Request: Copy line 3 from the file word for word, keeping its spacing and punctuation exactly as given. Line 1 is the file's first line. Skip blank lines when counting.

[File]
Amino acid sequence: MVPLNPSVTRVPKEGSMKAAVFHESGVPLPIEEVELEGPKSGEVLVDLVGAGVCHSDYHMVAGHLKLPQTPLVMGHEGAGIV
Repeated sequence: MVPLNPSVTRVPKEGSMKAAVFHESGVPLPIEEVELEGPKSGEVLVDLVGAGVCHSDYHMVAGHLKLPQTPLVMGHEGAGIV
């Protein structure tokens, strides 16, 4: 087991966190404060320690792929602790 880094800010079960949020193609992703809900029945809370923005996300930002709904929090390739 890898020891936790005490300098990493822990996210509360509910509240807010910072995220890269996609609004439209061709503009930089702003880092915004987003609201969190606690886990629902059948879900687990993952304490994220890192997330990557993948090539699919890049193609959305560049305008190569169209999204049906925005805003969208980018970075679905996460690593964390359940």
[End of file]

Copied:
């Protein structure tokens, strides 16, 4: 087991966190404060320690792929602790 880094800010079960949020193609992703809900029945809370923005996300930002709904929090390739 890898020891936790005490300098990493822990996210509360509910509240807010910072995220890269996609609004439209061709503009930089702003880092915004987003609201969190606690886990629902059948879900687990993952304490994220890192997330990557993948090539699919890049193609959305560049305008190569169209999204049906925005805003969208980018970075679905996460690593964390359940």